The fantasy sports industry has seen exponential growth in the number of participants, revenue and value in just the past couple of years. FanDuel and DraftKings are the top fantasy contest providers, but these behemoths are only two of 125 contest operators of both season-long and daily fantasy sports contests. With a Congressional hearing set for May 11, and legislation pending in over 30 states, regulation of the fantasy sports industry poses special challenges to small- and medium-sized contest operators who do not have the profit margins of FanDuel and DraftKings. In addition to paying state registration or licensing fees that could be as high as $50,000, smaller fantasy sports operators must increase spending on technology to ensure compliance with newly-enacted laws.
Whether or not lawmakers consider fantasy sports to be gambling will determine how products are designed in the future. Fantasy sports contest operators assert that gambling differs from fantasy sports for several reasons, but most importantly because fantasy sports leagues are a game of skill that requires knowledge and strategy to win. In contrast, gambling and traditional sports betting allows people to win by chance rather than skill. Plus, it allows for betting on a single game with only one outcome.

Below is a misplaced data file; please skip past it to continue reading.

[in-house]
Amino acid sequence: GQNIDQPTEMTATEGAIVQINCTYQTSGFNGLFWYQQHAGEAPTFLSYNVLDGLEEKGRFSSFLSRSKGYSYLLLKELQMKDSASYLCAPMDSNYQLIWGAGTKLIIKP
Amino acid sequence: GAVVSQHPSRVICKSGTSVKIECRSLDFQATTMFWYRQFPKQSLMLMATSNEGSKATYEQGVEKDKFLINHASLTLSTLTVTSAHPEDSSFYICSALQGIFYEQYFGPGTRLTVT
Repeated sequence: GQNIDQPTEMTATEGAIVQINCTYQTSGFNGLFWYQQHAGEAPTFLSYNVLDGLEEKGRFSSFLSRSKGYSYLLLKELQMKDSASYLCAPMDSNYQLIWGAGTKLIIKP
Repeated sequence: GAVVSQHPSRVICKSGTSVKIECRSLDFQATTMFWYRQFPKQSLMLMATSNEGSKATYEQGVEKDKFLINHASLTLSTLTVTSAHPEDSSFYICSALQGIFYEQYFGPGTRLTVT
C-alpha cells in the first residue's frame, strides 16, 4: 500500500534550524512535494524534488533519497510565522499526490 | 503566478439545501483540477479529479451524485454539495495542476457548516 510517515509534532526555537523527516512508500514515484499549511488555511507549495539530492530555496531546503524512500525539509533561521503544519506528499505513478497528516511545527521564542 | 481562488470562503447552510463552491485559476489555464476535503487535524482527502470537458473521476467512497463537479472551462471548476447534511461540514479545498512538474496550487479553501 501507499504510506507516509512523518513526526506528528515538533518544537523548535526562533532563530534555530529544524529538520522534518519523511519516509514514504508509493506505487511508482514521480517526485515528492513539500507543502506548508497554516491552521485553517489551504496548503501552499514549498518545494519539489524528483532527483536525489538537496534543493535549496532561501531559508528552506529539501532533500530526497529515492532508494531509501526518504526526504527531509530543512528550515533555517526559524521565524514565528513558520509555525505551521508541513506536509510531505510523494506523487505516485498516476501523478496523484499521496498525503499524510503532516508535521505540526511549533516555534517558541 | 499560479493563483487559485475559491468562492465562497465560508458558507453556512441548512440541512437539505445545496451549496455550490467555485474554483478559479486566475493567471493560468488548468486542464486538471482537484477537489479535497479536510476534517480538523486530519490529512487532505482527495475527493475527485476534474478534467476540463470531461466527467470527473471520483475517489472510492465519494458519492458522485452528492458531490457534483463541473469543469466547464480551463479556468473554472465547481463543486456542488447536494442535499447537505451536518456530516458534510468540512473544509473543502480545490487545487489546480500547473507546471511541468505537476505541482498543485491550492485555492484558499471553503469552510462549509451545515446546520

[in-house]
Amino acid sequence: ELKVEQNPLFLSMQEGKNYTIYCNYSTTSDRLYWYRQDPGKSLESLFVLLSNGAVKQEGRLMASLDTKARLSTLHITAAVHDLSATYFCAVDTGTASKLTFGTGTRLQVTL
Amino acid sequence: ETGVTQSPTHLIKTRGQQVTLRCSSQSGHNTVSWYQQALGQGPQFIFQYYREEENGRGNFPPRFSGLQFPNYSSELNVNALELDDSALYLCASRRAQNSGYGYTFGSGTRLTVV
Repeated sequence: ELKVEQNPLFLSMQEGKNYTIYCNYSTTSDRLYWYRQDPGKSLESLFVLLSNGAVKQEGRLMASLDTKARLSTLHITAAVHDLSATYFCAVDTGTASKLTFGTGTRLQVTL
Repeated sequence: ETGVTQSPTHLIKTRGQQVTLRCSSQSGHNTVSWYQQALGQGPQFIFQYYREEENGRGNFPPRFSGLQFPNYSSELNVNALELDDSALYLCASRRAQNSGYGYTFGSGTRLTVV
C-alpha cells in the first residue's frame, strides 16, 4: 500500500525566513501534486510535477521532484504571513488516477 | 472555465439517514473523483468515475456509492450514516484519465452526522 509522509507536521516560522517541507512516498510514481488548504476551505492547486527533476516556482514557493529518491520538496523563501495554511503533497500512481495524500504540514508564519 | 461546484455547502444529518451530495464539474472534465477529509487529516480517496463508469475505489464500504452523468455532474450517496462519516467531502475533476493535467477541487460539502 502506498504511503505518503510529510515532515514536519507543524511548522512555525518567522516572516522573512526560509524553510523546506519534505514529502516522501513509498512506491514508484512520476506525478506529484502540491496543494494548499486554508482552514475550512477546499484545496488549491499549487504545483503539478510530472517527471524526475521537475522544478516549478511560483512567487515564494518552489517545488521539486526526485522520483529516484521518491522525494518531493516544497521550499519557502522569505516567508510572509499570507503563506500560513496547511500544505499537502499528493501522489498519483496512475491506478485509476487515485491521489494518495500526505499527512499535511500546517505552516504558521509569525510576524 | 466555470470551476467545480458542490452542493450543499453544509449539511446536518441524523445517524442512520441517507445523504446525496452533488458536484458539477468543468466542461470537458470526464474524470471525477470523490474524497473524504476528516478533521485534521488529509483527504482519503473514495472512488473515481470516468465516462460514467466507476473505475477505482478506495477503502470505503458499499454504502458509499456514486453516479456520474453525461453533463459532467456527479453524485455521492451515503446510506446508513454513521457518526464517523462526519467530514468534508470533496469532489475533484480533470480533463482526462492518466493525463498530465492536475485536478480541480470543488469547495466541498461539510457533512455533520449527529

Fantasy Sports: Will Industry Regulation Curb Technological Innovation?
By Kristy Gale